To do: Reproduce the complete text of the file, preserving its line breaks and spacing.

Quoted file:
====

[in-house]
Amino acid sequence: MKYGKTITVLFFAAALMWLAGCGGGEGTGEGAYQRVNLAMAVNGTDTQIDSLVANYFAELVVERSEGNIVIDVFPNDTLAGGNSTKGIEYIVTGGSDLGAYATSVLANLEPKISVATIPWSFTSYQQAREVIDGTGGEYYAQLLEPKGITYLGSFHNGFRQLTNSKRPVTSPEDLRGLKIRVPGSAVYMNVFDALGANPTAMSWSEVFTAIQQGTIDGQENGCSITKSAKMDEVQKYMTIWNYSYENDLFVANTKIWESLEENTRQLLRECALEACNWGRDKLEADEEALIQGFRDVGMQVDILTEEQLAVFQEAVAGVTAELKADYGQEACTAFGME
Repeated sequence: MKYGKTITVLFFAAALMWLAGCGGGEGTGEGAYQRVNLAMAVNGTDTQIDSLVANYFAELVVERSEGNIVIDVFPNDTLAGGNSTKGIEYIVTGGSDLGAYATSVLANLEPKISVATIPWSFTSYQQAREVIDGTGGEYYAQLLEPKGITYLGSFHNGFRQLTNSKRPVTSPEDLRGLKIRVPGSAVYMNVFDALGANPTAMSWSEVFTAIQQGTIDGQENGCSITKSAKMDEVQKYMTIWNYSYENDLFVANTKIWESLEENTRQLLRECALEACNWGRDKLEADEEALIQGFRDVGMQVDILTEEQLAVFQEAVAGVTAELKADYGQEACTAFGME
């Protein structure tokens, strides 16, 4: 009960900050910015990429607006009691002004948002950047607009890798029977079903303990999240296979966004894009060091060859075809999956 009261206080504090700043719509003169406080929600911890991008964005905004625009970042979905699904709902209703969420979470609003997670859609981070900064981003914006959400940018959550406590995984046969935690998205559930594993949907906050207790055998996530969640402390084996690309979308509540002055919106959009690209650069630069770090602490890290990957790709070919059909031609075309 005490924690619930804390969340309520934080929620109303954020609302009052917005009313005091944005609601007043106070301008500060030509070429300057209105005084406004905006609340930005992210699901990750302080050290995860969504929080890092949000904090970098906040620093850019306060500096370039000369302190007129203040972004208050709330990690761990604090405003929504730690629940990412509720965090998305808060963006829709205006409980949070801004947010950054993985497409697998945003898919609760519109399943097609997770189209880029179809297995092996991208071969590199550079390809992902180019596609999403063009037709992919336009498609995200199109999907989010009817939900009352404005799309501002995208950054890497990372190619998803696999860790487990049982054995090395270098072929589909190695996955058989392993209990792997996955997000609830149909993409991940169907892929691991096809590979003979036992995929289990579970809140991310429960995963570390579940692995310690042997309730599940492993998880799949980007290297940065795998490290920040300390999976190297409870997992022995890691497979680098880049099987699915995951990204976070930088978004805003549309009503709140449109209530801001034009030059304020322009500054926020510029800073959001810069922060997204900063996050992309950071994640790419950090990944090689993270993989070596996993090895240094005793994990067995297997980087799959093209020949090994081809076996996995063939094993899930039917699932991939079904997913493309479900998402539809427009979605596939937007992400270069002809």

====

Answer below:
[in-house]
Amino acid sequence: MKYGKTITVLFFAAALMWLAGCGGGEGTGEGAYQRVNLAMAVNGTDTQIDSLVANYFAELVVERSEGNIVIDVFPNDTLAGGNSTKGIEYIVTGGSDLGAYATSVLANLEPKISVATIPWSFTSYQQAREVIDGTGGEYYAQLLEPKGITYLGSFHNGFRQLTNSKRPVTSPEDLRGLKIRVPGSAVYMNVFDALGANPTAMSWSEVFTAIQQGTIDGQENGCSITKSAKMDEVQKYMTIWNYSYENDLFVANTKIWESLEENTRQLLRECALEACNWGRDKLEADEEALIQGFRDVGMQVDILTEEQLAVFQEAVAGVTAELKADYGQEACTAFGME
Repeated sequence: MKYGKTITVLFFAAALMWLAGCGGGEGTGEGAYQRVNLAMAVNGTDTQIDSLVANYFAELVVERSEGNIVIDVFPNDTLAGGNSTKGIEYIVTGGSDLGAYATSVLANLEPKISVATIPWSFTSYQQAREVIDGTGGEYYAQLLEPKGITYLGSFHNGFRQLTNSKRPVTSPEDLRGLKIRVPGSAVYMNVFDALGANPTAMSWSEVFTAIQQGTIDGQENGCSITKSAKMDEVQKYMTIWNYSYENDLFVANTKIWESLEENTRQLLRECALEACNWGRDKLEADEEALIQGFRDVGMQVDILTEEQLAVFQEAVAGVTAELKADYGQEACTAFGME
């Protein structure tokens, strides 16, 4: 009960900050910015990429607006009691002004948002950047607009890798029977079903303990999240296979966004894009060091060859075809999956 009261206080504090700043719509003169406080929600911890991008964005905004625009970042979905699904709902209703969420979470609003997670859609981070900064981003914006959400940018959550406590995984046969935690998205559930594993949907906050207790055998996530969640402390084996690309979308509540002055919106959009690209650069630069770090602490890290990957790709070919059909031609075309 005490924690619930804390969340309520934080929620109303954020609302009052917005009313005091944005609601007043106070301008500060030509070429300057209105005084406004905006609340930005992210699901990750302080050290995860969504929080890092949000904090970098906040620093850019306060500096370039000369302190007129203040972004208050709330990690761990604090405003929504730690629940990412509720965090998305808060963006829709205006409980949070801004947010950054993985497409697998945003898919609760519109399943097609997770189209880029179809297995092996991208071969590199550079390809992902180019596609999403063009037709992919336009498609995200199109999907989010009817939900009352404005799309501002995208950054890497990372190619998803696999860790487990049982054995090395270098072929589909190695996955058989392993209990792997996955997000609830149909993409991940169907892929691991096809590979003979036992995929289990579970809140991310429960995963570390579940692995310690042997309730599940492993998880799949980007290297940065795998490290920040300390999976190297409870997992022995890691497979680098880049099987699915995951990204976070930088978004805003549309009503709140449109209530801001034009030059304020322009500054926020510029800073959001810069922060997204900063996050992309950071994640790419950090990944090689993270993989070596996993090895240094005793994990067995297997980087799959093209020949090994081809076996996995063939094993899930039917699932991939079904997913493309479900998402539809427009979605596939937007992400270069002809």